04 SES 10 B, Improving The Learning Environment From An Inclusive Perspective
The European Disability Strategy 2010-2020 (European Commission, 2010) aims at the inclusion of children with disabilities in the general education system, generating shared learning environments that promote successful learning for all. Across Europe, the enrolment of students with special educational needs in regular classrooms is increasing, although it does not always mean access to high quality educational experience.
There is consensus in recognizing that the inclusion of children with special needs depends on the relationships that students have with each other. Grouping students with and without special needs in ordinary classrooms generates positive effects both in terms of communication skills and in improving instrumental learning. Likewise, the interactions of help, mutual respect and active listening are increased. In the same sense, studies on the conception of disability based on social models highlight the importance of learning contexts in relation to the achievements in academic and social environments of adolescents with special needs (Mpofu, 2003). Studies such as Carter et al, (2017) and Schmidt & Stichter, (2012), show evidence of the benefits of the inclusion of adolescents with special needs, both in learning and in the social competence of these students. Brock & Carter (2013) found in a review of the figure of paraprofessionals in the classroom with adolescents with special needs, that they had an impact on improved academic and social outcomes. Subsequently, Carter et al. (2017) identified limitations in peer teaching when no more adults are included in the classroom to provide learning opportunities to the entire student body, especially when developmental disabilities exist. In this sense, the importance of not only promoting joint education but also of mobilizing and organizing the necessary resources in an appropriate manner is highlighted.
There is extensive evidence on the social impact of actions, dialogic gatherings and interactive groups in the educational and emotional improvement of children with typical development (Flecha, 2015). In the case of children with special needs, the most exhaustive analyses have been carried out in contexts of preschool and primary education and special education centers (Duque et al., 2020). Research is increasingly showing that in contexts of dialogic interaction such as interactive groups or dialogic gatherings, the learning of children with special needs is increased, not only in the academic environment in subjects such as mathematics, reading, writing, among others (Díez-Palomar, & Olivé, 2015) but also in prosocial behavior (García-Carrión et al., 2020). In contrast, the study of its impact on children with special needs in compulsory secondary education (in Spain, typically from 12 to 16 years old) in standardized centers is almost non-existent. At present, the research project INTER-ACT (Garcia-Carrion, 2018-2021), "Interactive Learning Environments for the Inclusion of Students With and Without Disabilities" funded by the Spanish National Programme for Research, is analyzing successful educational actions such as interactive groups and dialogic gatherings with children with and without special needs and their impact on participation, on the cognitive dimension (instrumental learning and cognitive development) and on the socio-emotional dimension (social cohesion and emotional and affective development).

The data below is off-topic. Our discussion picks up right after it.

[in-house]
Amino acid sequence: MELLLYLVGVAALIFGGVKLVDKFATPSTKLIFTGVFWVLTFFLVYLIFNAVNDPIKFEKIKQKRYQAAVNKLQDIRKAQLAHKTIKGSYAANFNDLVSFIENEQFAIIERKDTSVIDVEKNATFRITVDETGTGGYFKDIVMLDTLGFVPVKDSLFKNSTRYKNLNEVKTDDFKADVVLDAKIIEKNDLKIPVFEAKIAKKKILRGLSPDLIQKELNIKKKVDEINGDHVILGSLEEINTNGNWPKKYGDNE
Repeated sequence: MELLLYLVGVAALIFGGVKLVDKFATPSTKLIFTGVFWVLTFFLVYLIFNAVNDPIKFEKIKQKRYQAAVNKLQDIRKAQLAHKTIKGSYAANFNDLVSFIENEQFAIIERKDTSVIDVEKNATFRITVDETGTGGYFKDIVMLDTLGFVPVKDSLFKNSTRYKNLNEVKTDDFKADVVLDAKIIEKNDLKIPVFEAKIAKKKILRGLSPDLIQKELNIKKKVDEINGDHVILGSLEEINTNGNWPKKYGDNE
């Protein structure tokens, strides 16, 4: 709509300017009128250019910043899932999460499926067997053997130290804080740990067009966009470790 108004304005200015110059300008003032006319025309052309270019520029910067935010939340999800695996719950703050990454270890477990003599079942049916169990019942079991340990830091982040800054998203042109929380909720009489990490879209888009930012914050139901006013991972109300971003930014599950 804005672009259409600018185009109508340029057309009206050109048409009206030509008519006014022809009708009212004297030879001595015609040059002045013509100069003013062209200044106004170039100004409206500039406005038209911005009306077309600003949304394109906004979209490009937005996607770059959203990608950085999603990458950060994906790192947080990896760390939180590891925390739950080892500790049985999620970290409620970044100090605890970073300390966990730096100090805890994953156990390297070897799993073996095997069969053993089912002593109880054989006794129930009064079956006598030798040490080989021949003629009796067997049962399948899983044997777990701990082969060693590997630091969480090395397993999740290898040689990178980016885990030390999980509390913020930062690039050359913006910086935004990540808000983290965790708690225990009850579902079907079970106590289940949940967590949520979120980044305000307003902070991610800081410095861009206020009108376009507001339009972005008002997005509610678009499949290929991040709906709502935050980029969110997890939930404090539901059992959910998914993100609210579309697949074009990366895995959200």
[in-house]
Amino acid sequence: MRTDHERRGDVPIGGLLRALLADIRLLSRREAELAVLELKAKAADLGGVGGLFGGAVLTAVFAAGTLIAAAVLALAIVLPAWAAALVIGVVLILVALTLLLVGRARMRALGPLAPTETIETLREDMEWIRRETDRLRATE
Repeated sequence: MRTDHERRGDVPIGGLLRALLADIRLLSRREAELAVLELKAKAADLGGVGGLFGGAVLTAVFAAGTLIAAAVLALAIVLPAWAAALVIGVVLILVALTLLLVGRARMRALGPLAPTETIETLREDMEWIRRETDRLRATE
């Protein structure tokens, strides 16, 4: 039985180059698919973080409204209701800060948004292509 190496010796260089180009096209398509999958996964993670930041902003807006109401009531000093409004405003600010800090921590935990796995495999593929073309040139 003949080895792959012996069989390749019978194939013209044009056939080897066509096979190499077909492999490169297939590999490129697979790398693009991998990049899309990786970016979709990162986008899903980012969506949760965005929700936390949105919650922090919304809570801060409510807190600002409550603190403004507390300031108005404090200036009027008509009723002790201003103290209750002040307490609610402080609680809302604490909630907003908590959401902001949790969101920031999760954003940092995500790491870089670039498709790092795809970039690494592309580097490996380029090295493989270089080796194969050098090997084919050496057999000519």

This contribution analyzes the case of a secondary education center located in Valencian Community (Spain) that serves children with typical development along with students with special educational needs (developmental disabilities and learning disabilities). This study focuses only on those adolescents with developmental disabilities (e: autism, intellectual disability, hyperactivity, etc). It evaluates what are the main improvements identified in the learning, development and relationships of children with special needs from the different agents involved in these contexts of interaction.
This study analyzes in depth the case of a secondary school that started a transformation process based on inclusion 5 years ago. The study was developed following a communicative methodology, which allows us to analyze the interactions that are established in the school with respect to students with developmental disabilities. In recent years the inclusion of the voices of children with special needs in research has become very important with the aim of transforming the processes of discrimination and submission to which they have traditionally been exposed. The communicative methodology incorporates their voices in equal dialogue. This dialogue has allowed researchers and end users to interpret social reality in a dialogical way, to generate knowledge aimed at further transforming inequalities and to understand the feelings of their lives (Redondo-Sama, et al., 2020). The Secondary School has 357 students and a Specific Unit of Special Education that attends to 8 students with autism. The center is integrated by 116 teachers, 2 counselors, 3 special education teachers, 1 speech therapist and 2 educators. 15% of the total students are adolescents with special needs (developmental disabilities and learning disabilities and other mental disorders). Specifically, it is evaluated the impact that dialogic interaction environments are having on children with developmental disabilities who make up 9,5% of the students. Data collection took place during the 2019-2020 and 2020-2021 school years. These were obtained from: ● 4 communicative focus groups: 2 with head team, 1 with teachers and 1 with students ● 4 communicative life stories: 2 with students and 2 with relatives ● 4 communicative observations. The diversity of techniques and informant profiles has facilitated the triangulation of information, for greater reliability. The dimensions of analysis have been, on the one hand, the exclusionary dimension, those difficulties that occur in these learning contexts based on communicative interaction; on the other hand, the transformative dimension, which identifies those elements that make it possible to overcome existing inequalities in the care of children with developmental disabilities. These two dimensions are transversal to the categories of analysis. These categories have been created in a deductive way taking as a reference the analysis of the scientific literature about main challenges that schools currently face in order to achieve a fully-fledged education for special needs’ students. These categories are: learning outcomes, quality of learning interactions, quality of social relations, attitudes and beliefs towards special needs’ students, adaptive behaviour and self-regulation.